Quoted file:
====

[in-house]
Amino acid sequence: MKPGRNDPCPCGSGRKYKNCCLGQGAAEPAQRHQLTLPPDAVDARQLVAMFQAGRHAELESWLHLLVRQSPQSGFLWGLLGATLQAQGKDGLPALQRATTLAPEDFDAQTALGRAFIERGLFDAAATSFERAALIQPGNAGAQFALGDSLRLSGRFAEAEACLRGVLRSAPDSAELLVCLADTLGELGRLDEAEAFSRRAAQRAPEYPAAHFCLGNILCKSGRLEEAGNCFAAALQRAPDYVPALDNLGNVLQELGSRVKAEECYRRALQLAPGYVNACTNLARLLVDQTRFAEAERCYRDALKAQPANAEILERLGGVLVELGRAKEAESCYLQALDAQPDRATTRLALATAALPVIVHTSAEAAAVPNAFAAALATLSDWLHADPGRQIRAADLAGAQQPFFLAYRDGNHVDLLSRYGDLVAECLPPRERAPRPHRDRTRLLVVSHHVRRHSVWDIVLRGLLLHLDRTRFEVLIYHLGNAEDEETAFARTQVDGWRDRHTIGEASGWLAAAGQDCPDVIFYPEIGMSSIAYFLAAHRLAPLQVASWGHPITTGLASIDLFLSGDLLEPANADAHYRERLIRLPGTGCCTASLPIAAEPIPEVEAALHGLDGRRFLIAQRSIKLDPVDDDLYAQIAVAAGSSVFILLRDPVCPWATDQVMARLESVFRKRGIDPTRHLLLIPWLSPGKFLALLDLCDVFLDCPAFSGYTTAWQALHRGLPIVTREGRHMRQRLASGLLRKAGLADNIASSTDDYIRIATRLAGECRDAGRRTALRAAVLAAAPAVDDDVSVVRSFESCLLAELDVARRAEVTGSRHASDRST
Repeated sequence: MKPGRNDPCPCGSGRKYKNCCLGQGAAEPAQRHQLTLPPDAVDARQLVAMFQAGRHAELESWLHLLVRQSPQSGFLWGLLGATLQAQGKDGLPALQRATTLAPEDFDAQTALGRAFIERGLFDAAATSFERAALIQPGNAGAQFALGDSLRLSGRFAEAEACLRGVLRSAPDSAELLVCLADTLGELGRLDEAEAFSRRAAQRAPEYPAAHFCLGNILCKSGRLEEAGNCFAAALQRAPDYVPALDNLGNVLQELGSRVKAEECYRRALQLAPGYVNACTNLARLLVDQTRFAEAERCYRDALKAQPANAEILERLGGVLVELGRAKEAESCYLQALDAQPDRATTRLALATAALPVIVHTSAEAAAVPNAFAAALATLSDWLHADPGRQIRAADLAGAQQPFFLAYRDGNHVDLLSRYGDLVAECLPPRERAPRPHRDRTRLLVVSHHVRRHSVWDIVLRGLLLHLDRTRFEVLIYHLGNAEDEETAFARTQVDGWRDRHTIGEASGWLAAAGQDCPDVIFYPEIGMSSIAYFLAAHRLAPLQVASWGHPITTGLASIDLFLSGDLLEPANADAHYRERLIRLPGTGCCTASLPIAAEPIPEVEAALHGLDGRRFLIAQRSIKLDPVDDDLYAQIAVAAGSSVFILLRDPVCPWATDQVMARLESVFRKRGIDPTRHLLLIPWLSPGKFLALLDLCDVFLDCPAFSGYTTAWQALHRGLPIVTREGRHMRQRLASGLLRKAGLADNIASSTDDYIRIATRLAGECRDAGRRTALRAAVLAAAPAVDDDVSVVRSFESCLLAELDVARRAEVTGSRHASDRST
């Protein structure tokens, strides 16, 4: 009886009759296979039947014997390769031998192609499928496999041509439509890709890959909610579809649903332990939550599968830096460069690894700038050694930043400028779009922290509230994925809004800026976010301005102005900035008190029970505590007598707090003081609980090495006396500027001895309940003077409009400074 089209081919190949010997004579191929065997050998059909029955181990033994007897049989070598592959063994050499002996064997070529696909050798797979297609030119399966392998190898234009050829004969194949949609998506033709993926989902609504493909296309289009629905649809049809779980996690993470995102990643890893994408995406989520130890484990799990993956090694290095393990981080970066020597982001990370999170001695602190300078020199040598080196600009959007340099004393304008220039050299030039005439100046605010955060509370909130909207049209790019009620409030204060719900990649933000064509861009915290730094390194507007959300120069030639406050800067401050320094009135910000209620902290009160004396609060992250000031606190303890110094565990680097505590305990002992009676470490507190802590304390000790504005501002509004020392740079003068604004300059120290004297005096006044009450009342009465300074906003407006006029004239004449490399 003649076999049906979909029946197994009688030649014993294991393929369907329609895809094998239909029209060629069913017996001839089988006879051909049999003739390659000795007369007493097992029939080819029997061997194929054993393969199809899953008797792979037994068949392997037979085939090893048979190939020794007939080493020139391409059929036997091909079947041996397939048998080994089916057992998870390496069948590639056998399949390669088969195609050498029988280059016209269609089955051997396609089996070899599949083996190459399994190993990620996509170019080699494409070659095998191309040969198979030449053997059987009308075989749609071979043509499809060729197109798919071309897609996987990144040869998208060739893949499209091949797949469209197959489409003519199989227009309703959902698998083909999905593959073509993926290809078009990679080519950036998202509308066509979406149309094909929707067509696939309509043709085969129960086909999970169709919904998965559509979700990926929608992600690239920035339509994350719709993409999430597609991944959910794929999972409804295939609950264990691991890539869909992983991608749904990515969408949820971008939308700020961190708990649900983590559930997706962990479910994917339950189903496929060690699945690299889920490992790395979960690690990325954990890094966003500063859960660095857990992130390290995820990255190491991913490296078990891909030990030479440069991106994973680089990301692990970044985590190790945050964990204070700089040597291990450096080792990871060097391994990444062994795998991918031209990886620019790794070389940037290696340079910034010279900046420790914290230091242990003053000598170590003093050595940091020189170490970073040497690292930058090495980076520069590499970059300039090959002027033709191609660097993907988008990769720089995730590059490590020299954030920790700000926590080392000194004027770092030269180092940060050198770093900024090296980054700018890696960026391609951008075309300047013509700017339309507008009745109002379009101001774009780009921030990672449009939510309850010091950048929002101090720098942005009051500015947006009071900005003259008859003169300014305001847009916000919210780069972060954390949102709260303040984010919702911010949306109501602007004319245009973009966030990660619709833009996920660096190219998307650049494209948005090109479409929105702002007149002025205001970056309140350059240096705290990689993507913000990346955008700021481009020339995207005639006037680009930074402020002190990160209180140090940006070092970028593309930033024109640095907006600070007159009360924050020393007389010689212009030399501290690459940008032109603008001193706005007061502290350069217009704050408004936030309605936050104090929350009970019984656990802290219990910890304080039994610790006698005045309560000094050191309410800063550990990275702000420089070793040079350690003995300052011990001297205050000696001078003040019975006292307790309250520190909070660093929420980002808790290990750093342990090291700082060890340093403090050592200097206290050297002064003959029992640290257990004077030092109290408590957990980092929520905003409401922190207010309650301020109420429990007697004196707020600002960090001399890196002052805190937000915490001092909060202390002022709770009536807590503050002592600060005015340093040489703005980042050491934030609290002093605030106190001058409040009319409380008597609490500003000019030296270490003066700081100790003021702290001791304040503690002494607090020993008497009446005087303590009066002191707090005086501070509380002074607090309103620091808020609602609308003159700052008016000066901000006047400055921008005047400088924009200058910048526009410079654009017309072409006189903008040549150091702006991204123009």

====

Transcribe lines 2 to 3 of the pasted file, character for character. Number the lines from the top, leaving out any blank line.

Amino acid sequence: MKPGRNDPCPCGSGRKYKNCCLGQGAAEPAQRHQLTLPPDAVDARQLVAMFQAGRHAELESWLHLLVRQSPQSGFLWGLLGATLQAQGKDGLPALQRATTLAPEDFDAQTALGRAFIERGLFDAAATSFERAALIQPGNAGAQFALGDSLRLSGRFAEAEACLRGVLRSAPDSAELLVCLADTLGELGRLDEAEAFSRRAAQRAPEYPAAHFCLGNILCKSGRLEEAGNCFAAALQRAPDYVPALDNLGNVLQELGSRVKAEECYRRALQLAPGYVNACTNLARLLVDQTRFAEAERCYRDALKAQPANAEILERLGGVLVELGRAKEAESCYLQALDAQPDRATTRLALATAALPVIVHTSAEAAAVPNAFAAALATLSDWLHADPGRQIRAADLAGAQQPFFLAYRDGNHVDLLSRYGDLVAECLPPRERAPRPHRDRTRLLVVSHHVRRHSVWDIVLRGLLLHLDRTRFEVLIYHLGNAEDEETAFARTQVDGWRDRHTIGEASGWLAAAGQDCPDVIFYPEIGMSSIAYFLAAHRLAPLQVASWGHPITTGLASIDLFLSGDLLEPANADAHYRERLIRLPGTGCCTASLPIAAEPIPEVEAALHGLDGRRFLIAQRSIKLDPVDDDLYAQIAVAAGSSVFILLRDPVCPWATDQVMARLESVFRKRGIDPTRHLLLIPWLSPGKFLALLDLCDVFLDCPAFSGYTTAWQALHRGLPIVTREGRHMRQRLASGLLRKAGLADNIASSTDDYIRIATRLAGECRDAGRRTALRAAVLAAAPAVDDDVSVVRSFESCLLAELDVARRAEVTGSRHASDRST
Repeated sequence: MKPGRNDPCPCGSGRKYKNCCLGQGAAEPAQRHQLTLPPDAVDARQLVAMFQAGRHAELESWLHLLVRQSPQSGFLWGLLGATLQAQGKDGLPALQRATTLAPEDFDAQTALGRAFIERGLFDAAATSFERAALIQPGNAGAQFALGDSLRLSGRFAEAEACLRGVLRSAPDSAELLVCLADTLGELGRLDEAEAFSRRAAQRAPEYPAAHFCLGNILCKSGRLEEAGNCFAAALQRAPDYVPALDNLGNVLQELGSRVKAEECYRRALQLAPGYVNACTNLARLLVDQTRFAEAERCYRDALKAQPANAEILERLGGVLVELGRAKEAESCYLQALDAQPDRATTRLALATAALPVIVHTSAEAAAVPNAFAAALATLSDWLHADPGRQIRAADLAGAQQPFFLAYRDGNHVDLLSRYGDLVAECLPPRERAPRPHRDRTRLLVVSHHVRRHSVWDIVLRGLLLHLDRTRFEVLIYHLGNAEDEETAFARTQVDGWRDRHTIGEASGWLAAAGQDCPDVIFYPEIGMSSIAYFLAAHRLAPLQVASWGHPITTGLASIDLFLSGDLLEPANADAHYRERLIRLPGTGCCTASLPIAAEPIPEVEAALHGLDGRRFLIAQRSIKLDPVDDDLYAQIAVAAGSSVFILLRDPVCPWATDQVMARLESVFRKRGIDPTRHLLLIPWLSPGKFLALLDLCDVFLDCPAFSGYTTAWQALHRGLPIVTREGRHMRQRLASGLLRKAGLADNIASSTDDYIRIATRLAGECRDAGRRTALRAAVLAAAPAVDDDVSVVRSFESCLLAELDVARRAEVTGSRHASDRST